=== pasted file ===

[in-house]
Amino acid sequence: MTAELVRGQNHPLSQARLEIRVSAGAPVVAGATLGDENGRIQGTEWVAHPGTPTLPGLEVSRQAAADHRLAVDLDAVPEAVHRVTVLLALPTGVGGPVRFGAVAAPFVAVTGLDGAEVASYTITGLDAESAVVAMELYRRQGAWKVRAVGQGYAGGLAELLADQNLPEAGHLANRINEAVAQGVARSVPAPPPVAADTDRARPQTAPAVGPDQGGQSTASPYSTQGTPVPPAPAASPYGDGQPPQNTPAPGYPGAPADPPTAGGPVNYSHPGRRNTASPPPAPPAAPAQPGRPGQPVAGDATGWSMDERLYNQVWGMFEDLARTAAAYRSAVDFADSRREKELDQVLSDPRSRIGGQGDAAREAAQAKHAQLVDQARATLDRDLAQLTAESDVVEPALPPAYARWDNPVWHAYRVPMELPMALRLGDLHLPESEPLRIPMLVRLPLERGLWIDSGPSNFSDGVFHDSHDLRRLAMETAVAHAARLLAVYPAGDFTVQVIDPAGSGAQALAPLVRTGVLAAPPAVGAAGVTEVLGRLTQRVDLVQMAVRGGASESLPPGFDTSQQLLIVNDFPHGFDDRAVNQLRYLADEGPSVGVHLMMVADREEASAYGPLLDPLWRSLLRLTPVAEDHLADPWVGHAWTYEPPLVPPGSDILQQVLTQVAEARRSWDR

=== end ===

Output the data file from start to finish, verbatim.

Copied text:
[in-house]
Amino acid sequence: MTAELVRGQNHPLSQARLEIRVSAGAPVVAGATLGDENGRIQGTEWVAHPGTPTLPGLEVSRQAAADHRLAVDLDAVPEAVHRVTVLLALPTGVGGPVRFGAVAAPFVAVTGLDGAEVASYTITGLDAESAVVAMELYRRQGAWKVRAVGQGYAGGLAELLADQNLPEAGHLANRINEAVAQGVARSVPAPPPVAADTDRARPQTAPAVGPDQGGQSTASPYSTQGTPVPPAPAASPYGDGQPPQNTPAPGYPGAPADPPTAGGPVNYSHPGRRNTASPPPAPPAAPAQPGRPGQPVAGDATGWSMDERLYNQVWGMFEDLARTAAAYRSAVDFADSRREKELDQVLSDPRSRIGGQGDAAREAAQAKHAQLVDQARATLDRDLAQLTAESDVVEPALPPAYARWDNPVWHAYRVPMELPMALRLGDLHLPESEPLRIPMLVRLPLERGLWIDSGPSNFSDGVFHDSHDLRRLAMETAVAHAARLLAVYPAGDFTVQVIDPAGSGAQALAPLVRTGVLAAPPAVGAAGVTEVLGRLTQRVDLVQMAVRGGASESLPPGFDTSQQLLIVNDFPHGFDDRAVNQLRYLADEGPSVGVHLMMVADREEASAYGPLLDPLWRSLLRLTPVAEDHLADPWVGHAWTYEPPLVPPGSDILQQVLTQVAEARRSWDR